Carolyn Thomas wants women to take the adage “Do as I say not as a do” to heart.
A heart attack survivor herself, Thomas leads a lecture, where she shares her experience and knowledge gained from the Women Heart Science and Leadership Symposium at the Mayo Clinic.
In 2008 Thomas had “Hollywood heart attack” symptoms: chest pain, left arm pain, sweats. Her first thought was “I’d better not be having a heart attack. I don’t have time for that.”
It’s not an uncommon response, particularly for women, she said, noting more women than men die of heart disease each year. Heart disease kills six times more women annually than breast cancer does. It kills more women every year than all forms of cancer combined.
Part of the reason is the “treatment seeking delay behaviour” inherent in women, she said.
“Women will put off seeking help,” Thomas said. “Women still think of heart disease as a man’s problem. I certainly did. I pictured an old fat man on a golf course clutching his chest.”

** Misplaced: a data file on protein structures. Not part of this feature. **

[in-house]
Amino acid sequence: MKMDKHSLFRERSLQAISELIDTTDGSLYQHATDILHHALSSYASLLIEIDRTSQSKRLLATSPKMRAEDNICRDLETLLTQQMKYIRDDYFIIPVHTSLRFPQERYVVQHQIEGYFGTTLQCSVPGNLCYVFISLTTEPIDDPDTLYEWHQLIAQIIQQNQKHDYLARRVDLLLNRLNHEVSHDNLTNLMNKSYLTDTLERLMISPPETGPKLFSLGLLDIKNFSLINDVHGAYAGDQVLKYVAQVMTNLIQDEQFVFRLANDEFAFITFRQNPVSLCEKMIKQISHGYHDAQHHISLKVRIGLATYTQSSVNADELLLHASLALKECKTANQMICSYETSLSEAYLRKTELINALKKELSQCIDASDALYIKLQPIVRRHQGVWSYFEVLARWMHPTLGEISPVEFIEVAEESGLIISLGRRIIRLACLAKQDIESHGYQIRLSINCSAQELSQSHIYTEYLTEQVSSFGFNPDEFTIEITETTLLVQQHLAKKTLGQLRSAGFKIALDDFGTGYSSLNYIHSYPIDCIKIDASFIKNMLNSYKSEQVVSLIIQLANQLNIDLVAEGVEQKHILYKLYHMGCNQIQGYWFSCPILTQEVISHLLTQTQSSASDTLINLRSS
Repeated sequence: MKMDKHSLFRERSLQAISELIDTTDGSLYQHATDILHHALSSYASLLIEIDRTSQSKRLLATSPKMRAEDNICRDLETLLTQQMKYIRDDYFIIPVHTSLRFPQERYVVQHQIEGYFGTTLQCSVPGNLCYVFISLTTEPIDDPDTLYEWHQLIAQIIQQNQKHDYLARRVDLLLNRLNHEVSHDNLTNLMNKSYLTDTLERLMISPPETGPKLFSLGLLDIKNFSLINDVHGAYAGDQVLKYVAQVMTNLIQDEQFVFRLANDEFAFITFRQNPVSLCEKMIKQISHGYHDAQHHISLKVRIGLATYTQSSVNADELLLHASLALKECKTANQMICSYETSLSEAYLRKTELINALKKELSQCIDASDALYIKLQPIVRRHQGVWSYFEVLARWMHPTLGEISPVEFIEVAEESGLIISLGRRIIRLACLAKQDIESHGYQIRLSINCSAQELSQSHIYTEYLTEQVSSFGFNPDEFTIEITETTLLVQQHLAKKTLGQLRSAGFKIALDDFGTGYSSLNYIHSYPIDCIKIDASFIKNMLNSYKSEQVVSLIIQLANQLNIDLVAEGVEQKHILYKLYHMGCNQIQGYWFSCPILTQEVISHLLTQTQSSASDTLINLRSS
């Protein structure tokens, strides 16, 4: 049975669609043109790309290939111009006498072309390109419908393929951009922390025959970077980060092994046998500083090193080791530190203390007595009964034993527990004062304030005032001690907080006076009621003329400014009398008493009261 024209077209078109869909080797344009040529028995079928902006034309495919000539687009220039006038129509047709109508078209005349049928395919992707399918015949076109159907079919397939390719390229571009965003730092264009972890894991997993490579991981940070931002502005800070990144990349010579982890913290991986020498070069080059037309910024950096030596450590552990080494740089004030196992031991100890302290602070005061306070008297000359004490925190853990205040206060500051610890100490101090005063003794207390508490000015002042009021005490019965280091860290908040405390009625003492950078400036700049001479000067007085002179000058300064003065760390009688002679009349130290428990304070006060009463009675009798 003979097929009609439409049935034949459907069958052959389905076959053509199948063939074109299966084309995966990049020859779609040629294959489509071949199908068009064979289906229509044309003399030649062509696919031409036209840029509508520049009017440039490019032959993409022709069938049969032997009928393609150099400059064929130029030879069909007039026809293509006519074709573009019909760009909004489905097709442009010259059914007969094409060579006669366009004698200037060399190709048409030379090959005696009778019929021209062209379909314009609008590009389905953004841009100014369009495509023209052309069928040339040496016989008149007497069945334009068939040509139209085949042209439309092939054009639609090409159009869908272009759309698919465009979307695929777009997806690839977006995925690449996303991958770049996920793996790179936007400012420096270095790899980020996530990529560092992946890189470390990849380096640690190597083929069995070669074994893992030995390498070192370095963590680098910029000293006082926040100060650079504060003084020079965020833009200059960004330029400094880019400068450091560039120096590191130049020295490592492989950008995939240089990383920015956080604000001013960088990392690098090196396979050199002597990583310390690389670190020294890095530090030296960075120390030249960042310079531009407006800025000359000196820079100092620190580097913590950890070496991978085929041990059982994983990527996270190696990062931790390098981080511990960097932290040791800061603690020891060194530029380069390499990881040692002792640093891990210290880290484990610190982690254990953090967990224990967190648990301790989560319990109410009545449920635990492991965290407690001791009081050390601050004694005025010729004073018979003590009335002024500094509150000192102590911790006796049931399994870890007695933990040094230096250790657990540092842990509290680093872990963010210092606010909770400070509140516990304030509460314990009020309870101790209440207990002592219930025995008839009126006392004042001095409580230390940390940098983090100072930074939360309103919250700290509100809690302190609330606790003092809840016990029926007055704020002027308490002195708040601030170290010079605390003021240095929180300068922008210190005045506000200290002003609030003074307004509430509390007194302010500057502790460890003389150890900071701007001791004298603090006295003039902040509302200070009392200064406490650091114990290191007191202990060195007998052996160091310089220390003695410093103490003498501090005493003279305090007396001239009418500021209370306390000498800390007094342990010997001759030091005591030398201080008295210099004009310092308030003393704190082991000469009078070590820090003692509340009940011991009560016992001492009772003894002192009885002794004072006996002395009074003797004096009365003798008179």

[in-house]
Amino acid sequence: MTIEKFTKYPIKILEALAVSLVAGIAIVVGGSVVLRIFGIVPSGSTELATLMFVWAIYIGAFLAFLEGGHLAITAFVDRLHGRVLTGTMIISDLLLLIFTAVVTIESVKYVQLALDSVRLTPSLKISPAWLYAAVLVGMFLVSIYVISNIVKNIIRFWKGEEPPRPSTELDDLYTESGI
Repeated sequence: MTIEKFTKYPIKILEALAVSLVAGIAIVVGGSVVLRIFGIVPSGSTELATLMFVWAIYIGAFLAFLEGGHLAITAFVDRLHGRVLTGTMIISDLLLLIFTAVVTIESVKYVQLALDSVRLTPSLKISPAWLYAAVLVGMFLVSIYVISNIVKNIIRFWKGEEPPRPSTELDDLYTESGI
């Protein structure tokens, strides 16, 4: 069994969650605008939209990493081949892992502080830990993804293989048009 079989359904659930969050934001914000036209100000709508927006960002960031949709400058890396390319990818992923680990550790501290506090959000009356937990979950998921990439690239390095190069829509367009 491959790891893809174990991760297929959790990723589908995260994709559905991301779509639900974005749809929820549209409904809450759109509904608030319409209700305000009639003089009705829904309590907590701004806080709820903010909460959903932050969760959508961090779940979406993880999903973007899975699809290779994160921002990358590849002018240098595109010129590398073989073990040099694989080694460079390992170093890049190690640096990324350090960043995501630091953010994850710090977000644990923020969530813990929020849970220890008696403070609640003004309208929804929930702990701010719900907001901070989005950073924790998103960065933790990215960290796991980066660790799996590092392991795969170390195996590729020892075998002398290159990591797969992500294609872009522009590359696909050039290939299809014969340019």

She went to the ER and was sent home diagnosed with acid reflux. She felt embarrassed, but two weeks later was readmitted and a cardiologist confirmed a heart attack. It led her on the path of getting informed on her own health and teaching others to do the same.
Her presentations are described as “part cardiology bootcamp and part stand-up comedy” where she talks about women’s unique cardiac risk factors and how to address them as well as signs and symptoms of a heart attack, including some vague, atypical symptoms common in women.
“You have to pay attention to your heath in general,” Thomas said. “Women’s heart disease is real, but 80 per cent of heart disease they believe is preventable.”
According to the Heart and Stroke Foundation of Canada, smoking, physical inactivity, high blood cholesterol, high blood pressure and obesity greatly increase your chances of developing heart disease. Most Canadian women have at least one risk factor for cardiovascular disease (heart disease and stroke). Women who have diabetes, come from certain ethnic backgrounds or are menopausal are even more at risk.
“Seek care for symptoms,” she urged. “I always ask (the participants) ‘What would you do if these symptoms were happening to someone you loved’?”
Thomas’ free seminar this month at the Monterey Recreation Centre is already full with a lengthy wait list. Registration for her next presentation on May 26 opens mid-April.
Monterey provides members with a weekly drop-in blood pressure clinic Thursdays from 11:30 to 1 p.m.